Favorite new teacher quote -- "You found the only possible wrong answer."

Offline oxy60

  • PS Silver Member
  • Sr. Member
  • ***
  • Posts: 1480
Re: Stay productive during dull meetings/presentations?
«Reply #4 on: July 09, 2013, 03:49:49 PM »
But, this is life. There is always a give and take. The scale will tip back to you. By zoning out you miss finding the point of how to tip it back.

Or sadly, you're in the wrong job.
"In every walk with nature one receives far more than he seeks."  John Muir  (We all need to get out more.)

Offline Bob

  • PS Silver Member
  • Sr. Member
  • ***
  • Posts: 15879
Re: Stay productive during dull meetings/presentations?
«Reply #5 on: July 09, 2013, 11:25:21 PM »
True.

I've given.  I want some more take. 

Just ignore the session/presentation part.  That situation is a little manufactured for this post.   What things can you work on mentally or imperceptibly (like finger patterns without moving the fingers) while appearing half-present in a situation?
Favorite new teacher quote -- "You found the only possible wrong answer."

Offline outin

  • PS Silver Member
  • Sr. Member
  • ***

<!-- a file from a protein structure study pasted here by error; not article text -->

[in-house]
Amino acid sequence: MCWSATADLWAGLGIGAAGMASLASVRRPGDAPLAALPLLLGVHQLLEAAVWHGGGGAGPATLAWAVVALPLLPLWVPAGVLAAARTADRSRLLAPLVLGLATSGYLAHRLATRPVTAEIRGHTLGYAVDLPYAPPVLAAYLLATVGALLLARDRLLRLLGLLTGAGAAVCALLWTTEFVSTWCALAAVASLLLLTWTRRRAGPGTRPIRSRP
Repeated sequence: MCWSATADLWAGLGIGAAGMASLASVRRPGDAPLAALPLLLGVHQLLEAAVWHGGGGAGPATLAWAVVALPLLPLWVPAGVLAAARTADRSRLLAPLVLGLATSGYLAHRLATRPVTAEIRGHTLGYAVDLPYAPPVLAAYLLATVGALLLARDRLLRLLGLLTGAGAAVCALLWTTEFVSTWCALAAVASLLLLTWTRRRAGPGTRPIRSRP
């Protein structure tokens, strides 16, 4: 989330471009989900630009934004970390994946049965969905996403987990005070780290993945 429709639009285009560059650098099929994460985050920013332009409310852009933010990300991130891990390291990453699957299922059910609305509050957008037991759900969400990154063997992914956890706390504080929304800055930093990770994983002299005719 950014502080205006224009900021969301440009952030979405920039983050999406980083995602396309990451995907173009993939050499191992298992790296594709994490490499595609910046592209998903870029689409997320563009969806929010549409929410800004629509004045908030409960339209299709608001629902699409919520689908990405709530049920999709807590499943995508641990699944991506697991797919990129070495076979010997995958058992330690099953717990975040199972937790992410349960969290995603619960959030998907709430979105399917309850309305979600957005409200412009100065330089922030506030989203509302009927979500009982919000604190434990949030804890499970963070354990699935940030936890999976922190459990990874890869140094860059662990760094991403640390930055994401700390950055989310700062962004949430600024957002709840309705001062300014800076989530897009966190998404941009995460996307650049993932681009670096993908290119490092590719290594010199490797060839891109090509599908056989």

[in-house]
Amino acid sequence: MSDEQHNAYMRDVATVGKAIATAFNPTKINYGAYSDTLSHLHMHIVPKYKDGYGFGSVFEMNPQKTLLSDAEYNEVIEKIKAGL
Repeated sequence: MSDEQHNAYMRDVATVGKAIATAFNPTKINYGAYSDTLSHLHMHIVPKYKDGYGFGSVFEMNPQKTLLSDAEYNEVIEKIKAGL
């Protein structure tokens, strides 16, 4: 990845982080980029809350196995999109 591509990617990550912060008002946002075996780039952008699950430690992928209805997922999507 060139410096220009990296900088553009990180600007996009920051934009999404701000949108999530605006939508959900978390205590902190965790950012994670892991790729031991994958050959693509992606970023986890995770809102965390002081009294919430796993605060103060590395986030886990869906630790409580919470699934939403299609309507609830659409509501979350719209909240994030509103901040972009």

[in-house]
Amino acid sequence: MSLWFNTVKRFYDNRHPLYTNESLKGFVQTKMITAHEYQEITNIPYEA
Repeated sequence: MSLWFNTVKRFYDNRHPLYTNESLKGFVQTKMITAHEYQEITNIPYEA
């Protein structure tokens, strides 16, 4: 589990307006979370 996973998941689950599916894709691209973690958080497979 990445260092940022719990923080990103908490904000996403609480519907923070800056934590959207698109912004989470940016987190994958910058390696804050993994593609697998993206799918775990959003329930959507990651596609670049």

• Posts: 8110
Re: Stay productive during dull meetings/presentations?
«Reply #6 on: July 10, 2013, 05:55:57 AM »
I always have a lot of papers (memos, raports etc.) with me in situations like this, so I read them. It's not too indiscreet to the one talking since the papers might as well be about the presentation...
I usually listen a bit with half ear, but I still find it quite productive. There's always a lot of stuff to catch up that I cannot find the time to do elsewhere.

I have tried to do "mind play" sometimes when I am really bored but I find I cannot concentrate well enough when someone is talking  >:(

Offline j_menz

  • PS Silver Member
  • Sr. Member
  • ***
  • Posts: 10150
Re: Stay productive during dull meetings/presentations?
«Reply #7 on: July 10, 2013, 06:52:02 AM »
 What things can you work on mentally or imperceptibly (like finger patterns without moving the fingers) while appearing half-present in a situation?

Learning to nap with your eyes open?
"What the world needs is more geniuses with humility. There are so few of us left" -- Oscar Levant

Offline Bob

  • PS Silver Member
  • Sr. Member
  • ***
  • Posts: 15879
Re: Stay productive during dull meetings/presentations?
«Reply #8 on: July 12, 2013, 01:16:41 AM »
Those work.  Any more?

I'm liking chord progressions.  It's very invisible.  Today someone was telling a dull story to a small group of people. Instead of listening, I started running through chord progressions in my mind.

Lift the eyebrows, smile/laugh/nod.  Furrow the brow a bit, look up and nod for sec...  Those help.  For those stories that you know the ending to after the first sentence it works well.


Breathing exercises or focusing on the breath works too.  If there's a clock around it's something to look at to time breathing.  Zone out, half there/half asleep.  Time passes.
Favorite new teacher quote -- "You found the only possible wrong answer."